The problem with the businessman’s approach to life is particularly the goal of his efforts. If all he really wants is to earn enough money to laze his days away by the sea, the light “truth” of the fisherman appears obvious.
Why bother with the long bumpy road, if the exact same goal (i.e. lounging by the sea all day) is achievable by downscaling? But still, is that goal fulfilling? Does it make one happy to have relaxation as a sole purpose?
North-West Copenhagen on a foggy autumn day. Sometimes finding your purpose in life can be as hard as defining the contours in this photo.
In “The Nicomachean Ethics” (350 B.C.E), the ancient Greek philosopher Aristotle (384-322 B.C.E.) defines the virtues that are essential for attaining happiness as a middle way between too much and too little, often referred to as the golden middle or the golden mean. (As a parenthesis it is worth mentioning that to Aristotle, happiness is the ultimate goal in human life.)
The virtue of courage, for example, is the middle way between cowardliness and recklessness. And, both the exaggeration and the neglect of exercise will be destructive for building up strength. Exaggeration is wrong, but so is deficiency. Human beings must uphold a balance, just like nature.
When it comes to ambition, Aristotle would argue that greed as well as total lack of ambition or sloth is wrong, and neither extremes lead to happiness. If we lack all ambition, we will never accomplish anything and might end up wasting our lives away (as it potentially applies to the fisherman in the “Anecdote concerning the Lowering of Productivity”). On the other hand, if we are too ambitious we might abuse others and act immorally to reach our goals.
Virtuous men and women pursue what Aristotle calls the complete good. This includes making a conscious choice to strive for excellence, i.e. to develop one’s talents and capacities, as well as being a part of providing conditions under which fellow human beings can strive for excellence and happiness.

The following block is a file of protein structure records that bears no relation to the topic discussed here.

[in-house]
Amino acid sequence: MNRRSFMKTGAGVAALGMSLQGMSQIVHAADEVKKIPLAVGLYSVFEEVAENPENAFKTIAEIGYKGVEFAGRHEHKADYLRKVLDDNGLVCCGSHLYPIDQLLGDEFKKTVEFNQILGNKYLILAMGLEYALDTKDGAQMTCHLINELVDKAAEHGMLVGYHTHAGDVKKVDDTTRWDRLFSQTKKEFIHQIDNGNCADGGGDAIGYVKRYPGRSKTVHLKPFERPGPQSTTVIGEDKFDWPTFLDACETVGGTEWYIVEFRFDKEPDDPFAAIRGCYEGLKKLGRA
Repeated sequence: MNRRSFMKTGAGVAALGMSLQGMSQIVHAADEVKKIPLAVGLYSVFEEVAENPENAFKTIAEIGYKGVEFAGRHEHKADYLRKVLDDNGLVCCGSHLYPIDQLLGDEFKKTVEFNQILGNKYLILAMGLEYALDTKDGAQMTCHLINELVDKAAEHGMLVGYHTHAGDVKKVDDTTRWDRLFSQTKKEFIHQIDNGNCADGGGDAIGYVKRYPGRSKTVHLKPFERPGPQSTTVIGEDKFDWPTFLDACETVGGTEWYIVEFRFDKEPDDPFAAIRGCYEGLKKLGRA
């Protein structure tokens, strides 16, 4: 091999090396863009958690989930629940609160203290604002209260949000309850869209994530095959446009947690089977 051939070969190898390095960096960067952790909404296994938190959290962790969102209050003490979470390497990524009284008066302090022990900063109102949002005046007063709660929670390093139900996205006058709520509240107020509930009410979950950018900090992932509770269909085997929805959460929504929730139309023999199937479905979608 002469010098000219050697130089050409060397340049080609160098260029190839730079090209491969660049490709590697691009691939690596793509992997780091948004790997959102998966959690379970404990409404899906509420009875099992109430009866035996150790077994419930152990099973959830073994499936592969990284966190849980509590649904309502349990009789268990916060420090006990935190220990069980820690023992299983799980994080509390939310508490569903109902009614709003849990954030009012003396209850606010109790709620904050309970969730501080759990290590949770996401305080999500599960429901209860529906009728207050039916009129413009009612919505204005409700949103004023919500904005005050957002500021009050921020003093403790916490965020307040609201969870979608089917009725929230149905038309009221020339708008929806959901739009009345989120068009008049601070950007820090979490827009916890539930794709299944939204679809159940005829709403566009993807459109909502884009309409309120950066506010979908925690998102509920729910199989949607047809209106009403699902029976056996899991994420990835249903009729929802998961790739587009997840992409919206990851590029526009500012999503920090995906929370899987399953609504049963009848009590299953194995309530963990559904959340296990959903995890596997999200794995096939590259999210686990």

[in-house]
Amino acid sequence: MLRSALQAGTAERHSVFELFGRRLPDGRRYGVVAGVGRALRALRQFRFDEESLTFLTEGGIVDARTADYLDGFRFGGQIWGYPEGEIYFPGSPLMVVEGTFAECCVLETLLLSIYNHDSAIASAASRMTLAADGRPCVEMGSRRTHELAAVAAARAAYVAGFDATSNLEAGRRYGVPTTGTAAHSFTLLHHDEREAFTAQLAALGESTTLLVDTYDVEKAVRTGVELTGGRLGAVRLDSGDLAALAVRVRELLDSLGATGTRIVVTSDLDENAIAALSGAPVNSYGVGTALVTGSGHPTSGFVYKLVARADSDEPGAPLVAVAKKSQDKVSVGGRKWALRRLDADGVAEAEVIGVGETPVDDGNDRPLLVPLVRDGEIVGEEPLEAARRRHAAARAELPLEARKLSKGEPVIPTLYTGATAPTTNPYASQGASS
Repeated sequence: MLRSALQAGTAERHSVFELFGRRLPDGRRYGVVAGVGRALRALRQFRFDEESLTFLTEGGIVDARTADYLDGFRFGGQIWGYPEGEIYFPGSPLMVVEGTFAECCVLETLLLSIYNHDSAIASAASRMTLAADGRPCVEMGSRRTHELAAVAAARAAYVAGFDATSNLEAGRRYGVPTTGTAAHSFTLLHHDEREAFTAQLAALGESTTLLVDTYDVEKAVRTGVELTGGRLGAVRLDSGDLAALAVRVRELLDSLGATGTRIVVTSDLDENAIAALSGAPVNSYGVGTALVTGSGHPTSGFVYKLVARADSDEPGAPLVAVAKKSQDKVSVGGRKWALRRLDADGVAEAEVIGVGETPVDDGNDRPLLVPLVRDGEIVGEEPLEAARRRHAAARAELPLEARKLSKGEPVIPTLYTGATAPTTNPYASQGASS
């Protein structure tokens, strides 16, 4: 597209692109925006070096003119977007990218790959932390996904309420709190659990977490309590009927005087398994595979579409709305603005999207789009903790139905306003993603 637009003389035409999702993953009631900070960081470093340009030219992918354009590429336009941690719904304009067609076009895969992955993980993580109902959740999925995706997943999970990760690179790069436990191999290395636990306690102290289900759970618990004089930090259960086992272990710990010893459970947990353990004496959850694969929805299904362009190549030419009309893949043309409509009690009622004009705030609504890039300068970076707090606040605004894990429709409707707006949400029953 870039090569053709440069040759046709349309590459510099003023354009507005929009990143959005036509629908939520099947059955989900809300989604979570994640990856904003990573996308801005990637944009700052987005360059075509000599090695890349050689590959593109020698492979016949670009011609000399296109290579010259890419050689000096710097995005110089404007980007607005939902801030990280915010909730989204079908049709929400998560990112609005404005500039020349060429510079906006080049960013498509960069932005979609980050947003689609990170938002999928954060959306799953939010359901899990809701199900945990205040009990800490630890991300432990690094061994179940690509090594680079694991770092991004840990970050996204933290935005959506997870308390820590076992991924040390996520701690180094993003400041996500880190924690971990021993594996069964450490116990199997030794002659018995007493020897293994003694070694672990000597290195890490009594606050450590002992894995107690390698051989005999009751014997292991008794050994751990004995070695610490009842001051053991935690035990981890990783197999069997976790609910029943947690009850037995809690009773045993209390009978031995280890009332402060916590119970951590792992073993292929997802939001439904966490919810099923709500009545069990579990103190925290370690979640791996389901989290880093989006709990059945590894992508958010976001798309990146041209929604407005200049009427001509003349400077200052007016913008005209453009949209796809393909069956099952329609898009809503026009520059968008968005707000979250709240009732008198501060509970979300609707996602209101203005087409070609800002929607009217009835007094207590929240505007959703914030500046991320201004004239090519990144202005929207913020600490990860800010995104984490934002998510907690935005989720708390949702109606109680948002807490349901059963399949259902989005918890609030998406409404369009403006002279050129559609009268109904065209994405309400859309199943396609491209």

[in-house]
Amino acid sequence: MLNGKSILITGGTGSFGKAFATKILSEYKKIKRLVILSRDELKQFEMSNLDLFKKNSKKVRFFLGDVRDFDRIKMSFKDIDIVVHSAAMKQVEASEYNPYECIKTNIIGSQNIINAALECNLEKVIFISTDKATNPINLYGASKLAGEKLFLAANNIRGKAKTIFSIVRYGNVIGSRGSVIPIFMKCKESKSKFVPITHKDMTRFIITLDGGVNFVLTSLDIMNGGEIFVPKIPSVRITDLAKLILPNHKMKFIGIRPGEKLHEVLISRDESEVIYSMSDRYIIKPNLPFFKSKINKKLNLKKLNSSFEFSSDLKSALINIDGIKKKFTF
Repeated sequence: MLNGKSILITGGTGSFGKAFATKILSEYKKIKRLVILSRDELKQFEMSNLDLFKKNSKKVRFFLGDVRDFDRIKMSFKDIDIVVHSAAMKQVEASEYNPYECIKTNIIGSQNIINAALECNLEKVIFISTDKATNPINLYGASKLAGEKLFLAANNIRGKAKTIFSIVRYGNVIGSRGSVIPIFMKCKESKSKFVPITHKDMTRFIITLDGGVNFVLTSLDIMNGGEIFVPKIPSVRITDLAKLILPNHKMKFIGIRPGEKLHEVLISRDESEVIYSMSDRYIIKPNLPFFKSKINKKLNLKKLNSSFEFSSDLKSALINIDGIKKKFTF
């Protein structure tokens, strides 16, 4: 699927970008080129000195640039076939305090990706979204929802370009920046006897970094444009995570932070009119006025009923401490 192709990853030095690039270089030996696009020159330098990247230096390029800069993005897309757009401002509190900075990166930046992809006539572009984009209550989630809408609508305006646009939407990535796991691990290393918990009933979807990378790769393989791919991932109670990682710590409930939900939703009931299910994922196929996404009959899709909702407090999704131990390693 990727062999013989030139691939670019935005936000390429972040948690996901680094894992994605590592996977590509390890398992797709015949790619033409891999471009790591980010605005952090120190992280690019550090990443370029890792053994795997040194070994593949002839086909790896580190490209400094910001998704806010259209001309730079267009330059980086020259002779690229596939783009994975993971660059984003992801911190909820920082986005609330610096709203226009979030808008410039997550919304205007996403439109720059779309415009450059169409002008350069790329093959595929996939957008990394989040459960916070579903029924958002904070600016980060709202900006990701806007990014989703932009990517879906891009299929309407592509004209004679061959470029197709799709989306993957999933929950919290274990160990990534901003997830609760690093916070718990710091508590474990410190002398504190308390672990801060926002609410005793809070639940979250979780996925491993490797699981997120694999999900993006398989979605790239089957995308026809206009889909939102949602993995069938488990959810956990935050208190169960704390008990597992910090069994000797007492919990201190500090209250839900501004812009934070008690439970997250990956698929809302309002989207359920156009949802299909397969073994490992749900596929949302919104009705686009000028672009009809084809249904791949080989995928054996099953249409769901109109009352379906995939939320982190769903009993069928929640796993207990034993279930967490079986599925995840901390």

Now, this approach problematises the (in my perspective, unbearable) lightness of the lounging fisherman’s simple living in more than one manner. Pursuing the complete good is not exactly what the fisherman is doing when limiting his activities and efforts to an absolute minimum in order to relax the majority of the day. He is not meditating or seeking inner peace, but simply napping and dazing. Having no direction in life – and investing no energy in improving one’s skills – is not an Aristotelian recipe for happiness. Leading a fulfilling, virtuous life involves community activities, and the assurance that others too have the opportunity to pursue the complete good.
The problem with the businessman’s viewpoint becomes clear to me as well, when brushing up on Aristotle’s ethics. From Aristotle’s viewpoint many people postpone enjoyment and happiness, often even until it is too late, because they keep pursuing more. It seems that more wants more – i.e. once we start becoming profitable, it becomes hard to stop our chase for profit, even though profit in itself is not the goal for our actions. Imagine that somewhere along the businessman’s suggested long journey towards lounging the days away in the harbour of the unnamed charming little Southern European village as a wealthy man, the fisherman would die of a sudden stroke or get run over by a truck on his way to work. His efforts would then appear totally meaningless.
Living well and happily, according to Aristotle, means doing things so enjoyably that we do them for their own sake, not for the sake of an extrinsic compensation.
According to Aristotle work and leisure (should ideally) merge together. When you do something you love, you are not occupied with defining whether it is work or leisure. You just can’t help doing it. And that is exactly the problem with the outlook of both fisherman and the businessman of the “Anecdote concerning the Lowering of Productivity”; none of them consider their work and their leisure time a unit. They both view their work as a means to leisure, not as leisure and fulfilment.